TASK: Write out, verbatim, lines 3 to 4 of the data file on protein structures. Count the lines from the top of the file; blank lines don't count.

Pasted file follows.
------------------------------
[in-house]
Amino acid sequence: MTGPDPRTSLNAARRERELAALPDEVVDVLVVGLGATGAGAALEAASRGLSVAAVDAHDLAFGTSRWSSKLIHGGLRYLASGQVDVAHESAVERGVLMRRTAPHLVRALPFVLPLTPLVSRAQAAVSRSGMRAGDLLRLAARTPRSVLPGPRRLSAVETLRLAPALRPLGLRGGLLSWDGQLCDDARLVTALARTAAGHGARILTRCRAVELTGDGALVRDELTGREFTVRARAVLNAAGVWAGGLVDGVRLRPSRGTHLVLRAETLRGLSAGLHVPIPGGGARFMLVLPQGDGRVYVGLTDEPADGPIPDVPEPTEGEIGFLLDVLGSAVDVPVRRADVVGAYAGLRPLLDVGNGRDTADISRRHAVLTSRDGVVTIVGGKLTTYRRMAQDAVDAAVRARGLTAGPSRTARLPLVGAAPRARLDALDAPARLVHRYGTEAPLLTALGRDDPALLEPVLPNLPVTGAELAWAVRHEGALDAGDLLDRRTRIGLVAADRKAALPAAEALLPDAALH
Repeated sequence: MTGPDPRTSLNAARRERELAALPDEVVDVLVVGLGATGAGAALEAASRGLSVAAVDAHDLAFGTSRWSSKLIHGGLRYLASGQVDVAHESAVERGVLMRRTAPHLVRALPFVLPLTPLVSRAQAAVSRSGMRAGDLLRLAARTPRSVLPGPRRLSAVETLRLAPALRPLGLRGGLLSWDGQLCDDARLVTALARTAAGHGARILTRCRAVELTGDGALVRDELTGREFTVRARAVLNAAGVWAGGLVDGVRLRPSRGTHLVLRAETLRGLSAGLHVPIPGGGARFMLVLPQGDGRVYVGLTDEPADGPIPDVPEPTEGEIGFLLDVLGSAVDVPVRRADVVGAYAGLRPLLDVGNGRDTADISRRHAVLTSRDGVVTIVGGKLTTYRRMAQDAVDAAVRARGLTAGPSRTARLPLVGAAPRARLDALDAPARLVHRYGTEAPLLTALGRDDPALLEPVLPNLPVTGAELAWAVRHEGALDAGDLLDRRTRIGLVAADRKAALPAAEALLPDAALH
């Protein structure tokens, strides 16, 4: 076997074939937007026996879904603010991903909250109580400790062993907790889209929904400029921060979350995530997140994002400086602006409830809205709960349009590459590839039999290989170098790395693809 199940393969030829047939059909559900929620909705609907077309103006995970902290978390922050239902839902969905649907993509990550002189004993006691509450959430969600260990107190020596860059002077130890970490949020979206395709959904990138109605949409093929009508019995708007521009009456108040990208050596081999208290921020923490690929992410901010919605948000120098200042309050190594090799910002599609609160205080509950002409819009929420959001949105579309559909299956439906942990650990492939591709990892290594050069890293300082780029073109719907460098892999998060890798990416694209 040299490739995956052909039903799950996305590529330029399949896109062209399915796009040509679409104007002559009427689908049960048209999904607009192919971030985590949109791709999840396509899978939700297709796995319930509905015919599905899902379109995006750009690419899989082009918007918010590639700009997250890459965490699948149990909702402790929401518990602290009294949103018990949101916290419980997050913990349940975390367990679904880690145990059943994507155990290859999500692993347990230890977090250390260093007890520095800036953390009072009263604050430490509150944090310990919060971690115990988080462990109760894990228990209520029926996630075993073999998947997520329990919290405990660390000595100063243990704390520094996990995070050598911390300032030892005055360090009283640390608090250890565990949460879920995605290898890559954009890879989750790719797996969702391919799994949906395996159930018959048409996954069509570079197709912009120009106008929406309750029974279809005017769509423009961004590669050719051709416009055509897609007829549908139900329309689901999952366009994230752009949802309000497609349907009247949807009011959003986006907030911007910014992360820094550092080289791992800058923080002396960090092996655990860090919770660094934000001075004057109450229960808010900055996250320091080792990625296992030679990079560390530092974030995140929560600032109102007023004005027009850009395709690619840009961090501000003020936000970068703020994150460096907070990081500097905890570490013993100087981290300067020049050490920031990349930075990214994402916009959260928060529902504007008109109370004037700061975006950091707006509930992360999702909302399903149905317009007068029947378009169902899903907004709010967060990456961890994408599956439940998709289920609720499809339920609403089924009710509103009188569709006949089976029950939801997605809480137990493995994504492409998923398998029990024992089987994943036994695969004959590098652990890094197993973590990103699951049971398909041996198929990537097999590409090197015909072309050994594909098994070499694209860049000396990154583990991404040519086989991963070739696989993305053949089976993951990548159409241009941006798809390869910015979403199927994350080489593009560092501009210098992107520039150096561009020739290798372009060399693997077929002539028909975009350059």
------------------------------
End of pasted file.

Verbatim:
Repeated sequence: MTGPDPRTSLNAARRERELAALPDEVVDVLVVGLGATGAGAALEAASRGLSVAAVDAHDLAFGTSRWSSKLIHGGLRYLASGQVDVAHESAVERGVLMRRTAPHLVRALPFVLPLTPLVSRAQAAVSRSGMRAGDLLRLAARTPRSVLPGPRRLSAVETLRLAPALRPLGLRGGLLSWDGQLCDDARLVTALARTAAGHGARILTRCRAVELTGDGALVRDELTGREFTVRARAVLNAAGVWAGGLVDGVRLRPSRGTHLVLRAETLRGLSAGLHVPIPGGGARFMLVLPQGDGRVYVGLTDEPADGPIPDVPEPTEGEIGFLLDVLGSAVDVPVRRADVVGAYAGLRPLLDVGNGRDTADISRRHAVLTSRDGVVTIVGGKLTTYRRMAQDAVDAAVRARGLTAGPSRTARLPLVGAAPRARLDALDAPARLVHRYGTEAPLLTALGRDDPALLEPVLPNLPVTGAELAWAVRHEGALDAGDLLDRRTRIGLVAADRKAALPAAEALLPDAALH
């Protein structure tokens, strides 16, 4: 076997074939937007026996879904603010991903909250109580400790062993907790889209929904400029921060979350995530997140994002400086602006409830809205709960349009590459590839039999290989170098790395693809 199940393969030829047939059909559900929620909705609907077309103006995970902290978390922050239902839902969905649907993509990550002189004993006691509450959430969600260990107190020596860059002077130890970490949020979206395709959904990138109605949409093929009508019995708007521009009456108040990208050596081999208290921020923490690929992410901010919605948000120098200042309050190594090799910002599609609160205080509950002409819009929420959001949105579309559909299956439906942990650990492939591709990892290594050069890293300082780029073109719907460098892999998060890798990416694209 040299490739995956052909039903799950996305590529330029399949896109062209399915796009040509679409104007002559009427689908049960048209999904607009192919971030985590949109791709999840396509899978939700297709796995319930509905015919599905899902379109995006750009690419899989082009918007918010590639700009997250890459965490699948149990909702402790929401518990602290009294949103018990949101916290419980997050913990349940975390367990679904880690145990059943994507155990290859999500692993347990230890977090250390260093007890520095800036953390009072009263604050430490509150944090310990919060971690115990988080462990109760894990228990209520029926996630075993073999998947997520329990919290405990660390000595100063243990704390520094996990995070050598911390300032030892005055360090009283640390608090250890565990949460879920995605290898890559954009890879989750790719797996969702391919799994949906395996159930018959048409996954069509570079197709912009120009106008929406309750029974279809005017769509423009961004590669050719051709416009055509897609007829549908139900329309689901999952366009994230752009949802309000497609349907009247949807009011959003986006907030911007910014992360820094550092080289791992800058923080002396960090092996655990860090919770660094934000001075004057109450229960808010900055996250320091080792990625296992030679990079560390530092974030995140929560600032109102007023004005027009850009395709690619840009961090501000003020936000970068703020994150460096907070990081500097905890570490013993100087981290300067020049050490920031990349930075990214994402916009959260928060529902504007008109109370004037700061975006950091707006509930992360999702909302399903149905317009007068029947378009169902899903907004709010967060990456961890994408599956439940998709289920609720499809339920609403089924009710509103009188569709006949089976029950939801997605809480137990493995994504492409998923398998029990024992089987994943036994695969004959590098652990890094197993973590990103699951049971398909041996198929990537097999590409090197015909072309050994594909098994070499694209860049000396990154583990991404040519086989991963070739696989993305053949089976993951990548159409241009941006798809390869910015979403199927994350080489593009560092501009210098992107520039150096561009020739290798372009060399693997077929002539028909975009350059």